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« A Question of Faith | Main | Thought for the day »

July 31, 2007

Re: Light Summer Reading

I like Crime & Punishment a lot, although I find the end rather unconvincing. The great novel I can't stand and find virtually unreadable is Moby Dick. The book is like passing a kidney stone. It would make a great short story -- unfortunately it's 600 pages long so we get bad cetacean biology and 132 different ways to say "I love the sea" and "Sailors, especially whalers, are colorful."

Any cracks about Dickens will get you an angry albino Sperm Whale in your shower.

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Comments

Gina Dalfonzo

Not to keep beating a dead whale here -- I know I've gone on about Jasper Fforde for a while now -- but at last week's reading, someone asked him about his choices for the ten most boring classics ever written. (It's a plot point in the Thursday Next series, but the actual books are never named.) He hemmed and hawed a bit and finally, sheepishly, mentioned "Moby Dick." Amid gasps and little cries of shock, he then hastily retracted the suggestion. Meanwhile I turned to Kim and said, "YES!" I've had to read some boring stuff in my time, but Melville is way up there near the top of my list too.

All right, go on and bring on your lightning bolts (with apologies to Dorothy Parker).

Kim Moreland

I had to read Moby Dick for a high school English class, and I heartily agree with Roberto, Gina, and Jasper--boring. I'll tell you another author I find tedious at best: Mark Twain.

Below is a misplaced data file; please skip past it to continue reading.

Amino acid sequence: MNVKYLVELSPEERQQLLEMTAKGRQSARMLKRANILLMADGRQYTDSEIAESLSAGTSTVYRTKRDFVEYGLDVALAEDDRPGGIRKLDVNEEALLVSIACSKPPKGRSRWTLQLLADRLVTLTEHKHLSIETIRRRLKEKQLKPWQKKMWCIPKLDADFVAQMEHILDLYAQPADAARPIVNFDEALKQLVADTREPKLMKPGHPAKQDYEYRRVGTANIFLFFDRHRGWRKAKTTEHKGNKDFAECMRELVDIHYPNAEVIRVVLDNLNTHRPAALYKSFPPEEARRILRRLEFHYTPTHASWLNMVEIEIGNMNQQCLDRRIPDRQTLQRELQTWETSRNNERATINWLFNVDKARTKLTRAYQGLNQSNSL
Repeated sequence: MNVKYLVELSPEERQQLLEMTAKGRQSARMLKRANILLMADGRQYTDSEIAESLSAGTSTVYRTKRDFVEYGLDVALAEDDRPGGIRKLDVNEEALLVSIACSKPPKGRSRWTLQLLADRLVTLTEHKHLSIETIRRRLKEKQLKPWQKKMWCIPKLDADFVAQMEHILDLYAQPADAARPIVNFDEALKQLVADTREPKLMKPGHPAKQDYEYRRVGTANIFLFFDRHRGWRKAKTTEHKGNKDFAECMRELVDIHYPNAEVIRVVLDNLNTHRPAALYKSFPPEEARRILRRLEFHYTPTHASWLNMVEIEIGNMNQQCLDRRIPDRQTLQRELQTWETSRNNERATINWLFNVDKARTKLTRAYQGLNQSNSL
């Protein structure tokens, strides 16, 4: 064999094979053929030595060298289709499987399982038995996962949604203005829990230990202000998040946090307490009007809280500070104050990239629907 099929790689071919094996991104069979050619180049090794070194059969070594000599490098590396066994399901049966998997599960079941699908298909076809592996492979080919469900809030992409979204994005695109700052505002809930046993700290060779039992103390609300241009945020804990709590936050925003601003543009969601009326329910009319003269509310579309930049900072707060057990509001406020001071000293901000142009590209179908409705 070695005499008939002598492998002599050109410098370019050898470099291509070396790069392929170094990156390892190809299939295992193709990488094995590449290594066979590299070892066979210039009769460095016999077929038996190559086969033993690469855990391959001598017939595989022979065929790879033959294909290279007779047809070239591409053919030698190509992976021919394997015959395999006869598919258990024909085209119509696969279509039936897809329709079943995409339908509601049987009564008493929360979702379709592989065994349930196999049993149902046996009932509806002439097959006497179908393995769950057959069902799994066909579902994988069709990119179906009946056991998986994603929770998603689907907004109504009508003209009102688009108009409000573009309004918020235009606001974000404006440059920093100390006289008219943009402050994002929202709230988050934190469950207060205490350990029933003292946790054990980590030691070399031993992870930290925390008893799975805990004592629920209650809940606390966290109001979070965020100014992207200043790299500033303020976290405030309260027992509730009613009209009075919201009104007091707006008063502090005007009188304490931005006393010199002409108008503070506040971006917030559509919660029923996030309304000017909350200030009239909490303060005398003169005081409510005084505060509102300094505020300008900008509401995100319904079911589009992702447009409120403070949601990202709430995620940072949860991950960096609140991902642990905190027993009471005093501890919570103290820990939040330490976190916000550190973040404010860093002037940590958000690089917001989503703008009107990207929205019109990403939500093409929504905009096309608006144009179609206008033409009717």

LK

I was an English major and somehow avoided reading "Moby Dick" about three times. I was assigned the task of digging into the horridly boring epic, but I just couldn't get past the first page. Thank goodness for Sparknotes.com...I guess that makes me a fraud, but I just couldn't stomach the great whale. For a busy college kid, that's the easiest thing to put one to sleep.

Kim Moreland

On the contrary, LK, I think reading cliff notes is a pretty good idea if a doorstop (that means very long and boring book that is perfect for holding doors open) is unreadable.

A Philistine

On the other hand, I didn't read Moby Dick until I was 25, and I found it gripping. Of course, I skipped the expository chapters... but there's a reason the old Gregory Peck movie is so good -- there's a real story there, screaming to get out.

Kim Moreland

I'll check out the Gregory Peck movie. I've seen clips of it before and read somewhere that Peck almost drowned filming one scene in the movie.

Gina Dalfonzo

LK, you poor thing. I just had to read "Billy Budd" and "Bartleby the Scrivener," two of Melville's "short" stories, and those were bad enough.

Had I been assigned "Moby Dick" as well, I guess I would have had to respond, "I prefer not to." ;-)

"ot to keep beating a dead whale here -- I know I've gone on about Jasper Fforde for a while now -- but at last week's reading, someone asked him about his choices for the ten most boring classics ever written. (It's a plot point in the Thursday Next series, but the actual books are never named.) He hemmed and hawed a bit and finally, sheepishly, mentioned "Moby Dick." Amid gasps and little cries of shock, he then hastily retracted the suggestion. Meanwhile I turned to Kim and said, "YES!" I've had to read some boring stuff in my time, but Melville is way up there near the top of my list too.

All right, go on and bring on your lightning bolts (with apologies to Dorothy Parker)."

Actually the whale survived. So your not beating a dead whale.

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